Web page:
Neuro-Eye Therapy was researched and developed at the University of Aberdeen. The concept grew from the realisation that the only options available to patients with vision loss were designed to help develop coping strategies rather than to help stimulate changes within the visual system.

Professor Arash Sahraie and colleagues demonstrated that visual sensitivity can be improved by the systematic stimulation of blind areas using visual stimuli. They hypothesised that this improvement occurs via two possible ways. First, there may be parallel routes for nerves to take visual information to different brain areas; therefore, processing by other routes can be encouraged if one route is damaged. Alternatively, the brain may be able to be trained to use surviving functioning nerves within the damaged areas. NeET was designed by researchers to encourage the use of remaining nerve pathways to compensate for the damaged areas. The therapy ultimately relies on the intrinsic ability of the brain to adapt to changing circumstances, a process called neuroplasticity.

Clinical studies published in peer reviewed scientific journals have shown that after a three-month training period on the program, clients experience improvements in their visual sensitivity within the damaged area of their visual field and the size of the affected area is often reduced. At the end of therapy, clients have reported on the practical advantages of NeET. These include better detection of moving, flickering objects such as traffic, improvements in reading and visual attention, improved navigational skills, and greater concentration and confidence—all of which can lead to improved quality of life. However, despite the improvements reported, we cannot guarantee a specific outcome—including the return of a driving licence—because both the extent of damage and response to therapy are unique to each person.

VRT and NeET – The Science Behind The Different Approaches

Previous studies of residual visual processing in the blind field of patients with post-geniculate lesions have shown evidence for the following: A luminance flux channel that signals presence/absences of light patches and a spatial channel which signals the presence/absence of spatial patterns, objects, etc (Barbur et al. 1993; Weiskrantz et al., 1992). Both these mechanisms have overlapping as well as distinct properties. For example the light flux channel has a broader temporal tuning than the spatial channel and may reflect the activity of neurones in subcortical/mid-brain areas. The spatial channel on the other hand has specific spatial tuning properties probably being mediated by neuronal projections to intact extra-striate areas, by-passing the damaged geniculo-striate route (Weiskrantz 1986; Cowey 2004).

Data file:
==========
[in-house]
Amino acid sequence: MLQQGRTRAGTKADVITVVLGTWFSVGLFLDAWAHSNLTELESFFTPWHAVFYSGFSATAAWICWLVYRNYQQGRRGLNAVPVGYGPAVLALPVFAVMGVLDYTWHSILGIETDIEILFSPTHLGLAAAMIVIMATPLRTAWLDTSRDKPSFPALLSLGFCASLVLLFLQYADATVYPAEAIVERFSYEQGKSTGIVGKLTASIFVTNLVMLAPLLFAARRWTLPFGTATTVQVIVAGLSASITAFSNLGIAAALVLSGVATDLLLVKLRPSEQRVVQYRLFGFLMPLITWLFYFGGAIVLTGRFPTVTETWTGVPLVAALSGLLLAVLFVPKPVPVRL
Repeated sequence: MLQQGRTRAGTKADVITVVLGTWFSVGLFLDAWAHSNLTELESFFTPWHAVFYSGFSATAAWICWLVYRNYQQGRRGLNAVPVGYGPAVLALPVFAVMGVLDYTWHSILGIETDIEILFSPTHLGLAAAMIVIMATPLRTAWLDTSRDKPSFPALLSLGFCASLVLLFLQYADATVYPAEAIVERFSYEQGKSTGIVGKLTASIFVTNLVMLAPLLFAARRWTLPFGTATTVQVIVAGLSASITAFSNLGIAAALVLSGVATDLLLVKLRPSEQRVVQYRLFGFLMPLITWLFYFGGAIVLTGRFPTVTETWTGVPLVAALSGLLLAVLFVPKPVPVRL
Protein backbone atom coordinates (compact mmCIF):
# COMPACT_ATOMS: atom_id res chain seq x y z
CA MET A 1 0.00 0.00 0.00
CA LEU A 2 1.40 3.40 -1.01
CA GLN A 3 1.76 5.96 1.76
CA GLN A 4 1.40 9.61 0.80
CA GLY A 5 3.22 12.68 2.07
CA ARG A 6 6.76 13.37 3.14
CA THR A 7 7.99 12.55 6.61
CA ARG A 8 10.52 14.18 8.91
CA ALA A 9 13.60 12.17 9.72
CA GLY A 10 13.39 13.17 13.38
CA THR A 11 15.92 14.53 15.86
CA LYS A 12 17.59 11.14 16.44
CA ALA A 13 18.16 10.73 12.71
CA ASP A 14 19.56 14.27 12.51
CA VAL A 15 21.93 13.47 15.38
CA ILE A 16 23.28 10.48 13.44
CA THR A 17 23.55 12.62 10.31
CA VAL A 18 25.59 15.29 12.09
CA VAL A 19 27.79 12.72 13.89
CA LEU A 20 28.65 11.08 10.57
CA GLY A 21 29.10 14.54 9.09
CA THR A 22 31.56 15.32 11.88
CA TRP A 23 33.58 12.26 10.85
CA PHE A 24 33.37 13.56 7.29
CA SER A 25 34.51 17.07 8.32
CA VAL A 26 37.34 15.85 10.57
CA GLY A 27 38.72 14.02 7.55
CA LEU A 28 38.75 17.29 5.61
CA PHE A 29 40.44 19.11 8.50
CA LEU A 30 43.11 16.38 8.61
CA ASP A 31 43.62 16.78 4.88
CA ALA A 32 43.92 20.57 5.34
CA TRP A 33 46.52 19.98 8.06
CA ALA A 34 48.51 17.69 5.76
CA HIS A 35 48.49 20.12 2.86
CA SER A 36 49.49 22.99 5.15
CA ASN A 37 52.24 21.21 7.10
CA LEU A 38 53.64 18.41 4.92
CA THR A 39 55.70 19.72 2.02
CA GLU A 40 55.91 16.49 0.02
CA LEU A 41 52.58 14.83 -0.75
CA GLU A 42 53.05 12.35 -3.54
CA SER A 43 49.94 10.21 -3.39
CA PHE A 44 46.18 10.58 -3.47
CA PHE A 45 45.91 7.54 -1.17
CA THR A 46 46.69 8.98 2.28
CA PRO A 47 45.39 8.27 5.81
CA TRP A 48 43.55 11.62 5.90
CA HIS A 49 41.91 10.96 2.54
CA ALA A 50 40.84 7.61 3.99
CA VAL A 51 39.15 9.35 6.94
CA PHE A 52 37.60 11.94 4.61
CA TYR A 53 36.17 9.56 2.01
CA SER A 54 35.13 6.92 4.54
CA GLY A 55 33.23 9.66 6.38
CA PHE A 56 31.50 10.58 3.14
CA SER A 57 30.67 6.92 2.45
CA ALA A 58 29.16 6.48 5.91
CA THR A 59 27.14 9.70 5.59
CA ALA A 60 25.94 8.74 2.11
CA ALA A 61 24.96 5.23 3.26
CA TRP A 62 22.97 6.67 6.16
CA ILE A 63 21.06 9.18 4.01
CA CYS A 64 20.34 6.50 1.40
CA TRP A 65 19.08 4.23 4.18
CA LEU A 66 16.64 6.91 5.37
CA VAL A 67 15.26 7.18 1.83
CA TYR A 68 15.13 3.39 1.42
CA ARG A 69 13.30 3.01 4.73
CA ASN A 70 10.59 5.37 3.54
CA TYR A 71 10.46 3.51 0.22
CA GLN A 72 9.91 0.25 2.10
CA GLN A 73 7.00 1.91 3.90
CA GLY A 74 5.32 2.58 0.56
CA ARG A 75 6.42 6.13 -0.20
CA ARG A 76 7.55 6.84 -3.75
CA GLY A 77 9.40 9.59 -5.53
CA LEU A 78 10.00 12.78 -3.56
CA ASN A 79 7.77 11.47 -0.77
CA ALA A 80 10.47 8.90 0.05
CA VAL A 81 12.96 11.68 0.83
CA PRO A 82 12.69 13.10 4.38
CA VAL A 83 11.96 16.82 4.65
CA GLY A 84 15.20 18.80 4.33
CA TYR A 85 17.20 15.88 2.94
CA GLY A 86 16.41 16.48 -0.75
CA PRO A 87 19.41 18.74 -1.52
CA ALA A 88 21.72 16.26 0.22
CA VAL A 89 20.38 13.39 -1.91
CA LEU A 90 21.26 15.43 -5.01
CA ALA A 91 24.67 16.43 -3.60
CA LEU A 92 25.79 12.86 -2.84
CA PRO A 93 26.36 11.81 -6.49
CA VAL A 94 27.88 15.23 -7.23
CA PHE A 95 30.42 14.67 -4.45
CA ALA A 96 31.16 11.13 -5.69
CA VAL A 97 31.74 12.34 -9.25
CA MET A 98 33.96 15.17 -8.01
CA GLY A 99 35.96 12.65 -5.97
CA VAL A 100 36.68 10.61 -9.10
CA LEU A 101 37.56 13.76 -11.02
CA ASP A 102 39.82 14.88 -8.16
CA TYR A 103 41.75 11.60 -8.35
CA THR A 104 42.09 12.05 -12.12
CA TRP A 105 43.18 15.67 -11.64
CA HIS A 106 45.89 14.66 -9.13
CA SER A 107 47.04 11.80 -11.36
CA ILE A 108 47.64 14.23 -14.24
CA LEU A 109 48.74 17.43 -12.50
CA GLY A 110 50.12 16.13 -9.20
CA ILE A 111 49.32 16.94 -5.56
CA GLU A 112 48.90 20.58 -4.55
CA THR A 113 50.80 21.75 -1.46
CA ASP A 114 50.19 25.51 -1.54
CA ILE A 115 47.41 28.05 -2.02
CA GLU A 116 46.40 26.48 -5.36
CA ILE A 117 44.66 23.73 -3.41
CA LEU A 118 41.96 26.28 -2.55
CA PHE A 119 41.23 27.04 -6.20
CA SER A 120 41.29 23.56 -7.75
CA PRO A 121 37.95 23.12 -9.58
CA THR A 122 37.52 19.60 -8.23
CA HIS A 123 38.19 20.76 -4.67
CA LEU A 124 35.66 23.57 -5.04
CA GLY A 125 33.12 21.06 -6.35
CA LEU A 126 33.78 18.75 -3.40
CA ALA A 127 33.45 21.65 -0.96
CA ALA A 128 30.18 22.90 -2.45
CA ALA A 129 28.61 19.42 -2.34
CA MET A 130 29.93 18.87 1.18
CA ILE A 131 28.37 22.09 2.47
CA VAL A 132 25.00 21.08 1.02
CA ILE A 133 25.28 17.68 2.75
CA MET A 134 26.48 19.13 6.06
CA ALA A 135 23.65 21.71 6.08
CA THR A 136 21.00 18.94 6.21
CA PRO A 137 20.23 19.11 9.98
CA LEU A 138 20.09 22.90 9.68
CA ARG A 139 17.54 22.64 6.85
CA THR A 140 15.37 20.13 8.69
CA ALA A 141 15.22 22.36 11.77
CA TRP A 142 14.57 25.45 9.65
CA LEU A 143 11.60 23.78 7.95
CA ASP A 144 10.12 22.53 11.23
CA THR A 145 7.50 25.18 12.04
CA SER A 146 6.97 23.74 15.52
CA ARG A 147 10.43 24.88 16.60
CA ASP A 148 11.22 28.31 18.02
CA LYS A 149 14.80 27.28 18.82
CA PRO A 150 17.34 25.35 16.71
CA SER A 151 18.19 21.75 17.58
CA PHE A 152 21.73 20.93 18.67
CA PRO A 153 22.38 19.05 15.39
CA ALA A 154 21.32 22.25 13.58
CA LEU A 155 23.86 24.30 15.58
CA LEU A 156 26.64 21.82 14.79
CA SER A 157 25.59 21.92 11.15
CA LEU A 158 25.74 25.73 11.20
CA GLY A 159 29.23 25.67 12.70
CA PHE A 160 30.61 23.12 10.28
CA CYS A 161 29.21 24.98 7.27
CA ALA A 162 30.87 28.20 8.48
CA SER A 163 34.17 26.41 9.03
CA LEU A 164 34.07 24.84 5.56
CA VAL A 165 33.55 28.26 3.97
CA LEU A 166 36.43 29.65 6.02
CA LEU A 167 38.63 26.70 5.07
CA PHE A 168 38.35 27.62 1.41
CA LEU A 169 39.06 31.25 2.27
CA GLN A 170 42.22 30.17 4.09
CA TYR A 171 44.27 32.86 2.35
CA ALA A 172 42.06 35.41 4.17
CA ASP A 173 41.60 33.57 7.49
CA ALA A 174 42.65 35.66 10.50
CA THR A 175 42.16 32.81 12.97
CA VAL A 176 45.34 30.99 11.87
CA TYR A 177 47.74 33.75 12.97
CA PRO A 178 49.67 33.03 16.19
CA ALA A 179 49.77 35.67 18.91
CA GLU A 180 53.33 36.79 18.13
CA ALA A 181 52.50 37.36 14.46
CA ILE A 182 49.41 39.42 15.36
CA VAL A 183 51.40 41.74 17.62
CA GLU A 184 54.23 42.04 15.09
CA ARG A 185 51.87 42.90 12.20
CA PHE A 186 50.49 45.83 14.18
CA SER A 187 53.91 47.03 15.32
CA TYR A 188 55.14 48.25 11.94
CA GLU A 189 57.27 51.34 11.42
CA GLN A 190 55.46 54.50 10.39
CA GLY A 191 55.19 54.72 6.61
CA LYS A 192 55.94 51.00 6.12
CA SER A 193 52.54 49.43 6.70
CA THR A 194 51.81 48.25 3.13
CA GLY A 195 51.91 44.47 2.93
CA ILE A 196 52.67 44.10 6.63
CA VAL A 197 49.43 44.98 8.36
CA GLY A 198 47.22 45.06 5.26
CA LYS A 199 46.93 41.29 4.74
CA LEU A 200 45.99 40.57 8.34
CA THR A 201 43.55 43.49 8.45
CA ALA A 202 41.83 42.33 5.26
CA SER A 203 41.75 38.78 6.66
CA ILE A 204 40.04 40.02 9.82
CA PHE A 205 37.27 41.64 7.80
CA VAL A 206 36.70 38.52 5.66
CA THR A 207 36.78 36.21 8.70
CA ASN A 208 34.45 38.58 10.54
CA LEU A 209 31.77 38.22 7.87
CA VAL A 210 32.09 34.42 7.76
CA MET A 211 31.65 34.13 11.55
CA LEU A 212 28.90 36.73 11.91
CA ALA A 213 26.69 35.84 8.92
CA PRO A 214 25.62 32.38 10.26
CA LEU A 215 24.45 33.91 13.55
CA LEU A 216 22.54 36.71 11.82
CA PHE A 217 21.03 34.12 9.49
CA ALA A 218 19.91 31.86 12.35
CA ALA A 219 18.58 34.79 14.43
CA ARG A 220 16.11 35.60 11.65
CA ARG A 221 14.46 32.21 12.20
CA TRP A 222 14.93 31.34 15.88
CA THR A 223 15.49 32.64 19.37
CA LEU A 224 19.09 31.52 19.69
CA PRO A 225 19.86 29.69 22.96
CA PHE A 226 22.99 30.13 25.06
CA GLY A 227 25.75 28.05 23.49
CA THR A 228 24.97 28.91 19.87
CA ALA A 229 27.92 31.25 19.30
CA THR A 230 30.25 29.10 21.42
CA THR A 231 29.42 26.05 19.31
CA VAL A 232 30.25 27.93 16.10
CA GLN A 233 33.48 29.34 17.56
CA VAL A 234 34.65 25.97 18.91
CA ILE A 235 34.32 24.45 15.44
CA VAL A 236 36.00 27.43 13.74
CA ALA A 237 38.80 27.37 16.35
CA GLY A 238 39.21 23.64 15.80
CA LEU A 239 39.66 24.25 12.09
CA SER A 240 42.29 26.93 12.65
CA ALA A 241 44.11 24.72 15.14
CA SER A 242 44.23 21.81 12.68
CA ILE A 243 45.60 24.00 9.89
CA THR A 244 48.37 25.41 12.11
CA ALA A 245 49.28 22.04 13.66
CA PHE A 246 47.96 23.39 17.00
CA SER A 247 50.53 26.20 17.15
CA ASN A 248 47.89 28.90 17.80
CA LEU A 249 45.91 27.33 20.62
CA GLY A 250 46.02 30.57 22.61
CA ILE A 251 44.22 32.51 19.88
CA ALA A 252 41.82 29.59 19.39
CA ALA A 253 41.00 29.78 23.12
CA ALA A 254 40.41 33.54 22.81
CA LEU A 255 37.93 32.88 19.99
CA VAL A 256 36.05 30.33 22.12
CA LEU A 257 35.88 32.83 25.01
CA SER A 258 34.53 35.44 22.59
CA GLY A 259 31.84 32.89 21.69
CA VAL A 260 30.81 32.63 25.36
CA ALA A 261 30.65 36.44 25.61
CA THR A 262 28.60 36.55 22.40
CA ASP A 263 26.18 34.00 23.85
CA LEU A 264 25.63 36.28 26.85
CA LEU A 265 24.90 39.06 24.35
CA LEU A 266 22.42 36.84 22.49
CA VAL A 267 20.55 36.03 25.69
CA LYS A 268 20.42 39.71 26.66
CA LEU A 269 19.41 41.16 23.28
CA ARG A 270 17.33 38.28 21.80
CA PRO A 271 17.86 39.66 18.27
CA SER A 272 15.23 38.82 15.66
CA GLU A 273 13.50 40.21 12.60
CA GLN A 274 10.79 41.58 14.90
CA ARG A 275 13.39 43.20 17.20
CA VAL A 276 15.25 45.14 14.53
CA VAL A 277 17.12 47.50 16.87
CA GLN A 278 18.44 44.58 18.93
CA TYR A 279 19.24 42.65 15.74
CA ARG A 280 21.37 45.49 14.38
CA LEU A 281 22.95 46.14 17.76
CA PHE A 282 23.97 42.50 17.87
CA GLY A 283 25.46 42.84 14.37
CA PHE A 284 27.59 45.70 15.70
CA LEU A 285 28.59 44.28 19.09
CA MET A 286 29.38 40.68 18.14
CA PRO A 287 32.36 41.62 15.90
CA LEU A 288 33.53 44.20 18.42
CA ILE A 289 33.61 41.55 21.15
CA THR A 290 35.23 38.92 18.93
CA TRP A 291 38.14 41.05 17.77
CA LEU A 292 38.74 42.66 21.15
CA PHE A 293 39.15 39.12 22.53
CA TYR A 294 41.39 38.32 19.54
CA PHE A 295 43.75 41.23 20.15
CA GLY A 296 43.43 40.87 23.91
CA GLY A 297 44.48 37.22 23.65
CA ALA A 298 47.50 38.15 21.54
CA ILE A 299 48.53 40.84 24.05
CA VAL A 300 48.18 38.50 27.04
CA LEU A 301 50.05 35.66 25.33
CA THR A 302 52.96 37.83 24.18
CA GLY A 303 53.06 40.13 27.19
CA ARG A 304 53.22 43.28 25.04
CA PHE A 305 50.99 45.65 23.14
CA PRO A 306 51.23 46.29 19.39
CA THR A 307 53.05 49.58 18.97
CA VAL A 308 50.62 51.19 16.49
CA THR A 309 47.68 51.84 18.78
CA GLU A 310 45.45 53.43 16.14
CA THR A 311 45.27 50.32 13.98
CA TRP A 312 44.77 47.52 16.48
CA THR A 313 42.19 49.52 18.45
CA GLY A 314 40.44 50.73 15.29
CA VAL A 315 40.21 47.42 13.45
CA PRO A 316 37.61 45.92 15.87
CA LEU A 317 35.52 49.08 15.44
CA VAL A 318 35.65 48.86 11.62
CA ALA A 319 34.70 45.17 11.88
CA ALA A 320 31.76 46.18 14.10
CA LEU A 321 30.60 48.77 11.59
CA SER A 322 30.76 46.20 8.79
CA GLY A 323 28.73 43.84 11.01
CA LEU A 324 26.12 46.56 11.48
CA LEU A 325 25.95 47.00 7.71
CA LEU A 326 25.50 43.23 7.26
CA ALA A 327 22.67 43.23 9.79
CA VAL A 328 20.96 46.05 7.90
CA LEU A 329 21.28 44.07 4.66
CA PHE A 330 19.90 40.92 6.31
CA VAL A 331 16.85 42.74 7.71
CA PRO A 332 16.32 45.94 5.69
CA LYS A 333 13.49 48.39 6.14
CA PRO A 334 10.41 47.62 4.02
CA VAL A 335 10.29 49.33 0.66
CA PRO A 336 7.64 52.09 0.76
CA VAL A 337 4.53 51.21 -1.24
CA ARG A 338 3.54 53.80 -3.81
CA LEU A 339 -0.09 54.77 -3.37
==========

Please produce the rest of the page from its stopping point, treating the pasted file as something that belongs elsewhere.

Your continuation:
The VRT approach relies on stimulation of the light-flux channel whereas NeET targets the spatial channel. The pattern of recovery after VRT and NeET are also different. VRT is specifically targeting the blind/sighted border regions and is proposed to stimulate the interconnectivity between the neighbouring neurones (Poggel et al., 2008). NeET has shown to change sensitivity deep within the blind regions, and recovery is attributed mostly to increased activity in the remaining intact projections (Sahraie 2007, Trevethan & Sahraie in press).

With VRT therapy, the patient first focuses on a fixation point on a display screen. Then, a series of light stimuli are presented along the border of the patient’s visual field loss. These programmed light sequences stimulate the border zone between the “seeing” and “blind” visual fields, repetitively challenging the visual cortex in the border zone with thousands of stimuli over the course of the therapy. With NeET, the patient responds to the images that appear on the screen, initially in the border area of the patient’s visual field loss and over time deeper within the damaged field of vision.

Both therapies are able to demonstrate improvements in both visual sensitivity and activities of daily living.

Neuro-Eye Therapy Clinical Studies

  1. Improved detection following Neuro-Eye Therapy in patients with post-geniculate brain damage.
    Sahraie A, Macleod MJ, Trevethan CT, Robson SE, Olson JA, Callaghan P, Yip B (2010).
    Read more (http://www.ncbi.nlm.nih.gov/pubmed/20721542)
  2. Temporal properties of spatial channel of processing in hemianopia.
    Sahraie A, Trevethan CT, MacLeod MJ (2008).
    Read more (http://www.ncbi.nlm.nih.gov/pubmed/18158164)
  3. Induced visual sensitivity changes in chronic hemianopia.
    Sahraie A (2007).
    Read more (http://www.ncbi.nlm.nih.gov/pubmed/17992086)
  4. Increased sensitivity after repeated stimulation of residual spatial channels in blindsight.
    Sahraie A, Trevethan CT, MacLeod MJ, Murray AD, Olson JA, Weiskrantz L (2006).
    Read more (http://www.pnas.org/content/103/40/14971.full)
  5. Spatial channels of visual processing in cortical blindness.
    Sahraie A, Trevethan CT, Weiskrantz L, Olson J, MacLeod MJ, Murray AD, Dijkhuizen RS, Counsell C, Coleman R (2003).
    Read more (http://www.ncbi.nlm.nih.gov/pubmed/12956717)